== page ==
A Growl-Worthy Story

When I read Nicholas Kristof’s column yesterday evening, I found myself growling.  Republicans in this country need to put their money where their mouth is.  Talk is cheap, and actions speak louder than words! By their actions, the Republican Party is proving that all their talk about supporting families is just that … talk.  Take a look at Kristof’s column and I think you’ll be growling by the midpoint.

Turning Child Care Into a New Cold War

By Nicholas Kristof

Opinion Columnist

June 5, 2021

For a country brimming with “pro-family” politicians, the United States sure is a tough place to raise a family.

We Americans like to think “We’re No. 1,” but one recent study found that the United States was the second worst out of 35 industrialized countries as a place for families. We ranked behind Bulgaria. Behind Chile.

Now we have a historic chance to support children and families, for President Biden’s American Families Plan proposes programs such as high-quality day care and pre-K that are routine elsewhere in the world. You might think that the “pro-family” Republican Party would be eager to translate platitudes into practical help. But you’d be wrong.

“You know who else liked universal day care?” tweeted Senator Marsha Blackburn, a Tennessee Republican. She cited the old Soviet Union, apparently suggesting that there is something Communist about day care, and falsely claimed that participation would be mandatory under the Biden plan.

J.D. Vance, author of “Hillbilly Elegy,” warned, “‘Universal day care’ is class war against normal people.” Senator Tim Scott, a South Carolina Republican, denounced efforts “to put Washington even more in the middle of your life, from the cradle to college.” Senator Josh Hawley, Republican of Missouri, railed at “lefty social engineering.”

In Idaho, a Republican state representative, Charlie Shepherd, explained that he was against a day care measure because “that makes it easier or more convenient for mothers to come out of the home and let others raise their child.” He later apologized because his remarks “sounded” sexist.

This is sad because the G.O.P. is right to hail the importance of family. Having loving, supportive parents who read to children, hug them and help them with homework — that’s crucial for kids. One University of Minnesota study found that maternal attachment at age 3 was a better predictor of high school graduation than I.Q.

So Republicans are correct that healthy families make a healthy nation. Democrats sometimes are too reluctant to acknowledge the toll of dysfunctional families, for fear of blaming the poor for their poverty, but it’s difficult to have a serious conversation about improving opportunity and equity in the United States without acknowledging the complicated problems in many homes.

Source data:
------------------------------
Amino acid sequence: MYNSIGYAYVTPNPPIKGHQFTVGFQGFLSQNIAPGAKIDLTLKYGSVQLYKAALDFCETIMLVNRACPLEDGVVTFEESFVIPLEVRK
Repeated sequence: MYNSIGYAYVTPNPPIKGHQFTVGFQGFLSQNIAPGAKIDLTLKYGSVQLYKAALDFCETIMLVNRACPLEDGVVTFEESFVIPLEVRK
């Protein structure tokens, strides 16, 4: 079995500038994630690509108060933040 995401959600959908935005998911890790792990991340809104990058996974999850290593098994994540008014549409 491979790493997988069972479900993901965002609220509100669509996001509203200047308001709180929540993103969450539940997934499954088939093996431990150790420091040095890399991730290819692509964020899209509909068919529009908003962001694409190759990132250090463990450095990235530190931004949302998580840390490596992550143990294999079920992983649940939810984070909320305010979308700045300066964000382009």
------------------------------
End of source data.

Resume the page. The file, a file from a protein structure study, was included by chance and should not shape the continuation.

Some eight million American children — roughly one in eight — live with a parent with a substance abuse problem. Millions more live in a household with domestic violence. Others are latchkey kids who look after younger siblings because parents are working and no day care is affordable.

Families desperately need help. In other countries, they get it. In the United States, they get empty homilies about the importance of family.

As a poorer nation in World War II, the United States could afford to operate an excellent day care program to enable moms and dads to hold jobs in the war economy. A follow-up study found that children in that wartime day care went on to enjoy higher high school and college graduation rates and earned more money as adults.

As of 2019, only 34 percent of American 4-year-olds attended state-funded preschool, and an important new study underscores why America needs national high-quality pre-K. In the late 1990s and early 2000s, Boston offered public programs for 4-year-olds but couldn’t meet demand, so a lottery was used to determine which children to accept.

Scholars have now found that the long-term effects of this random assignment were enormous. Children who had been accepted into pre-K were 18 percent more likely to enter college on time. They were more likely to graduate from high school and get better SAT scores, and were less likely to be incarcerated while in high school and disciplined as often. Effects were particularly strong for boys.

This new study is part of an enormous body of research showing that the greatest leverage we have to help people may be early in life, as brains are developing.

Skeptics say early childhood programs are expensive. Sure — but poorer countries can afford them. And educational failure and juvenile delinquency are even more costly, and also undermine American competitiveness around the world.

Senators say they care about crime. Well, here’s a way to reduce juvenile crime: Offer high-quality pre-K. They say they want to help young people attend college. So back the Biden plan for pre-K. In other words, this isn’t spending, but high-return investment.

It’s odd that Republicans perceive early childhood programs as a Democratic plot. One of the best states for early childhood programs is Republican Oklahoma, and Oklahomans don’t see pre-K as Communist but as common sense: If you don’t invest in children at the front end, you pay at the back end.

Biden’s effort to slash child poverty and create systems for day care and pre-K could be historic. It’s the most important policy issue of 2021. These initiatives would do for children and families what Social Security and Medicare did for the elderly.